When you think of surfing Maine isn't exactly the first place that pops into a persons head. Yet there I was late October with a friend from work who had sold me on the idea of a road trip.
Wait, lets back up a bit.It was a Sunday morning and snowing lightly. I was bored and going slightly insane because I could see on the web cameras there was surf - it was unridable. All of the nearby spots were closed out and deadly. No one was out. Enter my work friend who texted me the link to a web camera up in Kennebunkport, Maine. So this is the deal; when there is basically a death inducing washing machine tide of storm surf hitting New Hampshire and Massachusetts it sometimes, not always, pumps a swell right into a south facing cove at Kennebunkport. I was unaware of this having only moved to the region a few years earlier. I was about to get a lesson.
We met up at the NH/MA stateline where we promptly abandoned my buddies vehicle and transferred his gear into the back of my yuppee urban assault vehicle. On the ride up, I had lots of questions. I'd just turned 40 and was a little worried about the conditions. He told me "don't worry about it getting out is difficult but once we are out there it is on." The trip, on a cool dismal autumn day is nothing to write home about. It was grey, cloudy and boring. Getting from the highway to the beach was a few twisty roads but inside of two hours I found myself staring at the cove wondering if I was going to survive.
The picture above is from a later visit when the waves were much much smaller. The wave faces reached up to eight feet easily at the prime break. There were two or three smaller breaks to the north of the main break I could see firing. The surf was big and clean on the outside: of that there is no doubt. The inside was another story. Washing machine is an understatement but I put my faith in my friend. He had surfed this spot since he was a kid and knew how to do it. So I suited up standing in snow and followed his every move. After several brutal half duck dives I found myself outside of the impact zone, then something amazing happened. The sun came out.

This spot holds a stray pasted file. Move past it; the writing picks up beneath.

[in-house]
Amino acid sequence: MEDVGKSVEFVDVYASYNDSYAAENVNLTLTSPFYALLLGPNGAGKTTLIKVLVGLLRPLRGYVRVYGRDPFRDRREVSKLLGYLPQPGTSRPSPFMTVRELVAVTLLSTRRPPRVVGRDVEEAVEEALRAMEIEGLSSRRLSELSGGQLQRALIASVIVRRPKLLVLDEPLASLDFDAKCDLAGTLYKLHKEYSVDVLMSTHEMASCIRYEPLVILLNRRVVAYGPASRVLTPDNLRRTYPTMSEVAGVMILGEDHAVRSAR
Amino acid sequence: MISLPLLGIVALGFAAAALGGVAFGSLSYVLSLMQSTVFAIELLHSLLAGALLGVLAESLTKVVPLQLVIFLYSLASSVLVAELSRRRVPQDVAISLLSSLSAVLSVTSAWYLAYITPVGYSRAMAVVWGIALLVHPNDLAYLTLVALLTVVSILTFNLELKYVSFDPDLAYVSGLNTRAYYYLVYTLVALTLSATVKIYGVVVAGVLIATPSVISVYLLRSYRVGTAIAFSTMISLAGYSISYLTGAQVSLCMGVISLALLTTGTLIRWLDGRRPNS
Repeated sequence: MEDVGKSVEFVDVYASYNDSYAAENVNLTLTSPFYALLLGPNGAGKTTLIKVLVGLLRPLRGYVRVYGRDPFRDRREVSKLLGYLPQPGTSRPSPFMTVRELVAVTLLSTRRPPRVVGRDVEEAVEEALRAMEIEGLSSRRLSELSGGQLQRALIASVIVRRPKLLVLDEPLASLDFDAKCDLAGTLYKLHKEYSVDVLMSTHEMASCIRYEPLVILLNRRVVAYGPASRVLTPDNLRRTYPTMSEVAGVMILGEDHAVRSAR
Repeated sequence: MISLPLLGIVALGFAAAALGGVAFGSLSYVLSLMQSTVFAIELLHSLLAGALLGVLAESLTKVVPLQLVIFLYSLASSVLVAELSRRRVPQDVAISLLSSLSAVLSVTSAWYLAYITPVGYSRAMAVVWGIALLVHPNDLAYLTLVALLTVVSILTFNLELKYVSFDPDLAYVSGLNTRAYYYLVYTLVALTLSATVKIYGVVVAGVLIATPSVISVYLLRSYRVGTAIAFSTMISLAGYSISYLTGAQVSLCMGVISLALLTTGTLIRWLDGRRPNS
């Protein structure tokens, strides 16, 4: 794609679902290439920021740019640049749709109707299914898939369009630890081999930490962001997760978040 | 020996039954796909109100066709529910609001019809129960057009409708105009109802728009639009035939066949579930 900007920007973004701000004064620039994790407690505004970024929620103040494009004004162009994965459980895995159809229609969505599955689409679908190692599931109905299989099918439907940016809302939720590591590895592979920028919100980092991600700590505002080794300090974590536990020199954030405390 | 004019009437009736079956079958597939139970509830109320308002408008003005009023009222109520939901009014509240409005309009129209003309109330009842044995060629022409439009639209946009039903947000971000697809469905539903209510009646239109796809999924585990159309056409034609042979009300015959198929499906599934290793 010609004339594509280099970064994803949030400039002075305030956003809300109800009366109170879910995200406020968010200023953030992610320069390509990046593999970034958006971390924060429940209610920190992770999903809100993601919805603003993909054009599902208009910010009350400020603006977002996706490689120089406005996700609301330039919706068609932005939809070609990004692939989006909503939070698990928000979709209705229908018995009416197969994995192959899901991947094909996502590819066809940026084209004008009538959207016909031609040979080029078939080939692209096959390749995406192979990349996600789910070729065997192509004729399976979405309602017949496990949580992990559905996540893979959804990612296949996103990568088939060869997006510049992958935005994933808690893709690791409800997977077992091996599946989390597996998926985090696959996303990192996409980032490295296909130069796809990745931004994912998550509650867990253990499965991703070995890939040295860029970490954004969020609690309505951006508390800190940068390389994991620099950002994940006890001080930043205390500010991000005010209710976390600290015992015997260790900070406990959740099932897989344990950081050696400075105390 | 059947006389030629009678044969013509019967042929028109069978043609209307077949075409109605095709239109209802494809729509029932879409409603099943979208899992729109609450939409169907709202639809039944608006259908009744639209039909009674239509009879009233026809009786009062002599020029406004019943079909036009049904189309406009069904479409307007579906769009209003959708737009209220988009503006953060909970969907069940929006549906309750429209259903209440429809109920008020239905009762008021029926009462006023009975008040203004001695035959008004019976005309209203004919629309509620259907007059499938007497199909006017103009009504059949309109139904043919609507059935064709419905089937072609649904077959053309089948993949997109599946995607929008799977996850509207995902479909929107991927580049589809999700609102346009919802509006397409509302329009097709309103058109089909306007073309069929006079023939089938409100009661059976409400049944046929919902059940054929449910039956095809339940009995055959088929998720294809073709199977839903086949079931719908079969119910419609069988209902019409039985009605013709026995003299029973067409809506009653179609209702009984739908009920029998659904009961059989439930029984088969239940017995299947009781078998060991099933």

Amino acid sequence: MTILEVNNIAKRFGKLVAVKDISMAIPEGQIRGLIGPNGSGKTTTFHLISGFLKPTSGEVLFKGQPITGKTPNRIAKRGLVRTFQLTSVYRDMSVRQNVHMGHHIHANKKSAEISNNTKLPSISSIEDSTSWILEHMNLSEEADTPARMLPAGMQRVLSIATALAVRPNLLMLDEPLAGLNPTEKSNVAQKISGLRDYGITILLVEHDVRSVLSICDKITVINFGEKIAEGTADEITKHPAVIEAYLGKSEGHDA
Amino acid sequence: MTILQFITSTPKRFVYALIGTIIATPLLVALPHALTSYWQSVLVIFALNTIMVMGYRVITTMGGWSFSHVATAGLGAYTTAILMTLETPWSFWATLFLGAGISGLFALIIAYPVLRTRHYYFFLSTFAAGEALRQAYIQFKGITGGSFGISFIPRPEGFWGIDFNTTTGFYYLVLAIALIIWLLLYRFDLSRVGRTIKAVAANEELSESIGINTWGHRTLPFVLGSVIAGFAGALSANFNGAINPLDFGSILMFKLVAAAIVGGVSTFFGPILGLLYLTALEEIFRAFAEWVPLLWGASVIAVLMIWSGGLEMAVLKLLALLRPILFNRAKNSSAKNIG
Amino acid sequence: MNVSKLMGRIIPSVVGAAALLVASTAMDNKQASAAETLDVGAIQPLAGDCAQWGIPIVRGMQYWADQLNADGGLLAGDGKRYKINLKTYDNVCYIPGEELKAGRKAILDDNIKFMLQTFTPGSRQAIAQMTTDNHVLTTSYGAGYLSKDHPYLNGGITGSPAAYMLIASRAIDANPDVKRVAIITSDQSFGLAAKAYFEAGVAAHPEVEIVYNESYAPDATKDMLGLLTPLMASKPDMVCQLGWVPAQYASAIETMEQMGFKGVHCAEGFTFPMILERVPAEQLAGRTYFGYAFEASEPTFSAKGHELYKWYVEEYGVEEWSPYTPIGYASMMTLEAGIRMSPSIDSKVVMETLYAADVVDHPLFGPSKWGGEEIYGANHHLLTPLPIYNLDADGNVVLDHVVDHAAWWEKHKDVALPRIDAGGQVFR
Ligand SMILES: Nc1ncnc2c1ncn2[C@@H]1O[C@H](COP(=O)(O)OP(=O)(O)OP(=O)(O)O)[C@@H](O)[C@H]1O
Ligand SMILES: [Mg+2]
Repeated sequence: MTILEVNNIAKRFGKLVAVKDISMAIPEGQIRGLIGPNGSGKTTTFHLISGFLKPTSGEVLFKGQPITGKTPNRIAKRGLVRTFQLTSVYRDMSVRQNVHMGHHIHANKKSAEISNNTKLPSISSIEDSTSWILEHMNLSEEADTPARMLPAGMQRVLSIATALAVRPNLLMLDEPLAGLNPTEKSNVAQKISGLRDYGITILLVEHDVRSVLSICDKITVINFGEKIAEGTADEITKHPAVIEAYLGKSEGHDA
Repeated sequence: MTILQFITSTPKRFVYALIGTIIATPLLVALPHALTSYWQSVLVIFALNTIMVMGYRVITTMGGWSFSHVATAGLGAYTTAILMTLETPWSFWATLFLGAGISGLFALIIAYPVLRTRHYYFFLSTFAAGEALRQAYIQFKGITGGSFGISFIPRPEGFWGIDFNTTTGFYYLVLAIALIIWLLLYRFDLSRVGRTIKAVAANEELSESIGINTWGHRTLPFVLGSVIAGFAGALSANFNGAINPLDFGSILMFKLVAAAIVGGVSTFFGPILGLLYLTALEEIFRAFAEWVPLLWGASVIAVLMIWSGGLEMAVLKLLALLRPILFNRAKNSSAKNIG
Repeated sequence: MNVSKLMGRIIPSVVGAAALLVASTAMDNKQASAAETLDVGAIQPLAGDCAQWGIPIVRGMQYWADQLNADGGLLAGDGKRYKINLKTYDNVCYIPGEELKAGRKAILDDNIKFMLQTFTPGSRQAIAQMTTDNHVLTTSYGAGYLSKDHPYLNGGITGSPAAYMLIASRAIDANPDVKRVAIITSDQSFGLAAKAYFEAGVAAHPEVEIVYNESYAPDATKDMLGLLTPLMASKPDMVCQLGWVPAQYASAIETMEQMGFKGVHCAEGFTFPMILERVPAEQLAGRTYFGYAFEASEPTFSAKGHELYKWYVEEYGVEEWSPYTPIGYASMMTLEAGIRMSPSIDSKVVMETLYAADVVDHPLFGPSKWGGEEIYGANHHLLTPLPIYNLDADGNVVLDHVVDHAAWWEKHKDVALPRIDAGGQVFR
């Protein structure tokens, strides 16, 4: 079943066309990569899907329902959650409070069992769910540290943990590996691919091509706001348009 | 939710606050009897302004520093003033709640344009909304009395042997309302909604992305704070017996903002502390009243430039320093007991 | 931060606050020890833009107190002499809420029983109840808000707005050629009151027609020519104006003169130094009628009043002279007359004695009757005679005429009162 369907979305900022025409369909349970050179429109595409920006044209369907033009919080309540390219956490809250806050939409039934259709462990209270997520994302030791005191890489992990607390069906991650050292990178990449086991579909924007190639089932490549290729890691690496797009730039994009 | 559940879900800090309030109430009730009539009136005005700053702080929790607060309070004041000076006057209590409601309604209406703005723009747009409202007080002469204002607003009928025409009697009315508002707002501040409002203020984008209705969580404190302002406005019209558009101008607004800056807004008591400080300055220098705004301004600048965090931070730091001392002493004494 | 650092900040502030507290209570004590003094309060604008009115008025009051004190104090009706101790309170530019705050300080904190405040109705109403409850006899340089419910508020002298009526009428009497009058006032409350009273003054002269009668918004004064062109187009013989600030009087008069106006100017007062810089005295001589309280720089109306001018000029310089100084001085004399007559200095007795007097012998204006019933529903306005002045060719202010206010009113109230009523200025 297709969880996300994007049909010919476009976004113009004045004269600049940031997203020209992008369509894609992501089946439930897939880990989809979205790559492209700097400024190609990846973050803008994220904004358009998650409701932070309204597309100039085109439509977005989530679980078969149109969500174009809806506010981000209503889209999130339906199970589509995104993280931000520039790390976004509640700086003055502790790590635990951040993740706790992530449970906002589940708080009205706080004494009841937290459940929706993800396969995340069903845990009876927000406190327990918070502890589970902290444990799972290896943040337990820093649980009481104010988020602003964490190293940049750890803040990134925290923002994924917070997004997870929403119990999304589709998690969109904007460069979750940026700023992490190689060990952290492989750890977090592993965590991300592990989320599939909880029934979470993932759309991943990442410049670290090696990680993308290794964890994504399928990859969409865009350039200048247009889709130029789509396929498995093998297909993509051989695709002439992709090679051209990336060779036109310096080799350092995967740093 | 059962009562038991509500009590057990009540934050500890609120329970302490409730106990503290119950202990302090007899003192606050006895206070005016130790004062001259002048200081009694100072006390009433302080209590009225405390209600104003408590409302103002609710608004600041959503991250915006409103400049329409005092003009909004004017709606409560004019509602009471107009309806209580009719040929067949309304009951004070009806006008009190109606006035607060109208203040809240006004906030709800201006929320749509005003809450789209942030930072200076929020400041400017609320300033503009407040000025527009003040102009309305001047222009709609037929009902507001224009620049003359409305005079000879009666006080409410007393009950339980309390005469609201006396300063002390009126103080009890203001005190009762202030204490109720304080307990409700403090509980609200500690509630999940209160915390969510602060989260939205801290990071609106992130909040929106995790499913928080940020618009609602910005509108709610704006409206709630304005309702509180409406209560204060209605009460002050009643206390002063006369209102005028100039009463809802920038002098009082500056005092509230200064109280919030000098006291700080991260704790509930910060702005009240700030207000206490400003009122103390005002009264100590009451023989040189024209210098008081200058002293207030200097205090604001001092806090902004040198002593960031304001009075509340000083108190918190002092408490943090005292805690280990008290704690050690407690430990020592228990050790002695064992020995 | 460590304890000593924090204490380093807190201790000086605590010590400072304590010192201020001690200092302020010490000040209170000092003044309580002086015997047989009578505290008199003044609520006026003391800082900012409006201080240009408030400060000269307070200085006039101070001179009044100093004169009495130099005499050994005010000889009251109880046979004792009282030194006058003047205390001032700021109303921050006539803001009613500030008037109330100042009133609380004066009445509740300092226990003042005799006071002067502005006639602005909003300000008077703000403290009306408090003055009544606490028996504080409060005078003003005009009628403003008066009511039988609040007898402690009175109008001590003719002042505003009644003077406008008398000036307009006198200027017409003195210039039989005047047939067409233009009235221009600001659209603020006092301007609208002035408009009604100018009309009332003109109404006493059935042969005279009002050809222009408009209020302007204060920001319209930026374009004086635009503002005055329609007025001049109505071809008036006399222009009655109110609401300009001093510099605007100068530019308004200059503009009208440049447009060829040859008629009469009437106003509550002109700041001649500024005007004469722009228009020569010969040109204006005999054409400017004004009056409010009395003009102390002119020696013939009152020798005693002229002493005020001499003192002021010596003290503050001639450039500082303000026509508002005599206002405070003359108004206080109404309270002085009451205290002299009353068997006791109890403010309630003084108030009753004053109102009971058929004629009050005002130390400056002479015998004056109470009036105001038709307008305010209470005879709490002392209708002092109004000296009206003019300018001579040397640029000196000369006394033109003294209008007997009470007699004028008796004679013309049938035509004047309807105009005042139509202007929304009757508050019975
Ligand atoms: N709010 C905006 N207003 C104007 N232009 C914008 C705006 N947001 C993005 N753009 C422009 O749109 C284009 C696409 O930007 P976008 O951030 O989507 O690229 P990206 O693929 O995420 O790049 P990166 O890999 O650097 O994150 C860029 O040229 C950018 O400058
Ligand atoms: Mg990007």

This is an uncredited (if you know who took this let me know!) picture of the actual conditions. By now it was around 3 PM late October and the sun blazed a happy deep orange across a blue green sky. I lost track of my friend as he went for the prime break but it didn't take long before I suddenly had a bunch of friends. The vibe in the water was pure positive stoke. We all knew, I think, we had come across a special moment in time - at least for me it was. Then it was my turn in the line up I hear a voice shouting go man you got this!
I paddled at an angle with the breaking wave going south and dropped into a four footer. The sun lit up the wave in front of me as I charged down the line going so fast I didn't even think to try a cutback (I don't think I would have pulled it off if I had). That drop in and firing off is a permanent memory for me at least until I can't remember things anymore. While I had many more rides that visit, that first one stuck forever. At some point I remember being too far in and a guy still was trying to give me the wave. That is probably the nicest thing any surfer can do for another. I didn't get his name but I remember he looked kind of like Dave Grohl from the Foo Fighters.
I outlasted my buddy and remarked how awesome that was since I was forty and he mumbled something about me wanting to say that all day. That is not to say it was all sunshine and roses. It was also pretty hardcore. Big waves, tight rides and cold water. My buddy had gone in after three solid hours of surfing and he could barely move his arms. I remember on the ride up he had to take a leak and waited until he was in the water. By the time I got out I don't think either one of us cared. How we got back in the cold dark barely functional is beyond me. But we did.